The Broncos were a hard team to score on in the fall when they had at least their full group on the blue line (minus Honka) and an almost league MVP level performance by Landon Bow in net. At one point he had his save percentage over 0.940% and had six shutouts while the season was still young. A depleted defensive group and some second half inconsistency from Bow took a team that thrived in a 1-0 mentality to one that was getting behind a goal or two almost every night.

Another factor in a second half that trended in the wrong direction was the amount of veteran players in depth roles on the roster. Part of that was by choice and part of that was by necessity. The losses of Honka and Harris encouraged the Broncos to go get veterans like Ayrton Nikkel and Griffin Foulk to fill those holes. The loss of Cole Johnson to injury and requested trade of Dakota Odgers created openings up front that were filled with additions like Linden Penner and Miles Warkentine. Mix those guys in with Zac Mackay, Tanner LeSann, Andreas Schumacher, Kristian Ferletak and Cavin Leth. Teams often have a young bottom six and the Broncos were instead loaded with 18 and 19-year-old players in those spots.

On one hand it should be a good thing to have a veteran hand in those spots as they should be less likely to make mistakes. On the other hand you had guys there in particular at 19 who for whatever reason had not been able to push into a top six or top four role in their career and were perhaps less likely to make sudden rapid growth as a 17-year-old. You also had guys who at that age playing in a bottom six or bottom pair role had to be wondering and worrying about having a hockey future. Most 19-year-olds who aren’t top six or top four players don’t find spots in the league as over-agers and based on my chat with Coach Lamb it sounds like that anxiety crept into the play and the attitude of not all but at least some of those guys.

A 16, 17 or 18-year-old might not be as anxious about playing limited minutes or not producing offence as a 19-year-old because they still have time to push up the ladder. It sounds like some guys started seeing their time running out and the coach felt it had an impact on the team mentality of their group in the second half.

Was it the right decision for the Broncos to go that way? It obviously wasn’t their plan as they expected to have Honka, Harris, Johnson and Odgers available to them. When all those holes appeared the organization made a choice to fill the holes with veterans instead of bringing up their youth and limiting their playing time during key seasons of development. Instead of the veterans they added they could have called up a Colby Sissons, Owen Seidel, Tyler Adams, Brandon Arnold or someone of that ilk. However, they felt that the development of those players would be better served playing elsewhere this season. Adams and Conner Chaulk had successful seasons that took them to a Telus Cup with Regina. Seidel won the BC Major Midget scoring crown. Sissons got to play big minutes in every situation as a 16-year-old like  Max Lajoie before him.

Would those young guys have been better off where they were or fighting for minutes at the back of the bench? To me it was probably the right call for their sake, but it might have taken some of the youthful push out of the Broncos in the second half.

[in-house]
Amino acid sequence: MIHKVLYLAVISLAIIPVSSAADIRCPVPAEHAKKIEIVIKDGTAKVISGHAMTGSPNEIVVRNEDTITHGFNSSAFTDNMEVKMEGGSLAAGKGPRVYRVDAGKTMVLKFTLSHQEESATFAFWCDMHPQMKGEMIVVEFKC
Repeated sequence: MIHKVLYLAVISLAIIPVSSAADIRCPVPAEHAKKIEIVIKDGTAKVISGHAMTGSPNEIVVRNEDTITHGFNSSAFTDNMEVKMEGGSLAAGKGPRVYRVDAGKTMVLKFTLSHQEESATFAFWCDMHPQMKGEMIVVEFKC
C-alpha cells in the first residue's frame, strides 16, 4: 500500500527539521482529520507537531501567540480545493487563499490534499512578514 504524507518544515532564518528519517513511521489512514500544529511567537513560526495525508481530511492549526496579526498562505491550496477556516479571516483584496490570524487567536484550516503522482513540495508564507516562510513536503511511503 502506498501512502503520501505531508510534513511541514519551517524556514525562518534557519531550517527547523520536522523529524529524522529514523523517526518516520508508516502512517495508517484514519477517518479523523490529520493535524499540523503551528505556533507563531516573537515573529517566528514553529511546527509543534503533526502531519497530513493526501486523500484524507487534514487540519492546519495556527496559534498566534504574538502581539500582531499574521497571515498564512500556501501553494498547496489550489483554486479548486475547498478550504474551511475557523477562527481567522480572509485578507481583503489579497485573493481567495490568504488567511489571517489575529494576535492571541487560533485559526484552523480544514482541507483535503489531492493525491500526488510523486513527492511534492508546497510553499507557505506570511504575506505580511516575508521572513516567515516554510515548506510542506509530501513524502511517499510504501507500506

All that said the organization was still confident they could have a good series with Regina and maybe at least win a round. They had a very good season series with the Pats and were confident they could again in the playoffs. It didn’t happen that way. They lost three very close games to start the series and a game four that was scoreless until an ugly shorthanded goal midway through. They dealt with a family situation that impacted their captain in the opening two games and a bad missed call in the third game that could have completely changed the series.

Things happen in the playoffs. Regina had their adversity too and they were full value for their win. Coach Lamb said they outworked the Broncos and certainly had a much better skating team. The Broncos had a very skilled top six forward group and yet a few of their key guys were not elite skaters. That was also an issue on the blue line once they went through their changes back there. Those factors didn’t add up to matching up well against all Regina’s speed.

So in hindsight should they have gutted their team and traded their veterans away? There are fans who were arguing for that in January. There are some asking now why it didn’t happen based on the result. Ultimately Coach Lamb said he felt a responsibility to the veterans that were with him as long as they had been to make an effort to win together. He did make the Martin move (for Thomson and a 1rst round pick) with an eye to the future, but he still believed in January that the Broncos had hope for the playoffs. The coaching staff certainly didn’t envision a fall off in their play and a late losing streak. Hindsight is always 20/20.

There’s no doubt whether you’re talking to Coach Lamb or you’re talking to a Broncos fan that this season ended with a sour taste. Everyone hoped for better things. Does that mean the season as a whole was a disaster?

The Broncos have made the playoffs three straight years. Losing in the first round isn’t ideal, but there are six other teams that didn’t make the dance every year. Of the four community owned teams in the WHL the Broncos had the best record and were the only one in the playoffs. Of the teams in Saskatchewan in general only two made the post-season. There are some unique challenges to being a community owned team in a small market. I’m not saying the organization shouldn’t aim higher than playoffs… but it does say something that they’ve been there for three straight seasons while the other similar organizations were on the outside looking in.

Again yes it is disappointing to lose in the first round of the playoffs… but did the fans get a solid and entertaining product? In the Eastern Conference only Brandon, Medicine Hat and Calgary had a better home record than the Broncos did. Fans in Swift Current saw their home team win 22 of 36 games and get points in 24 of those games.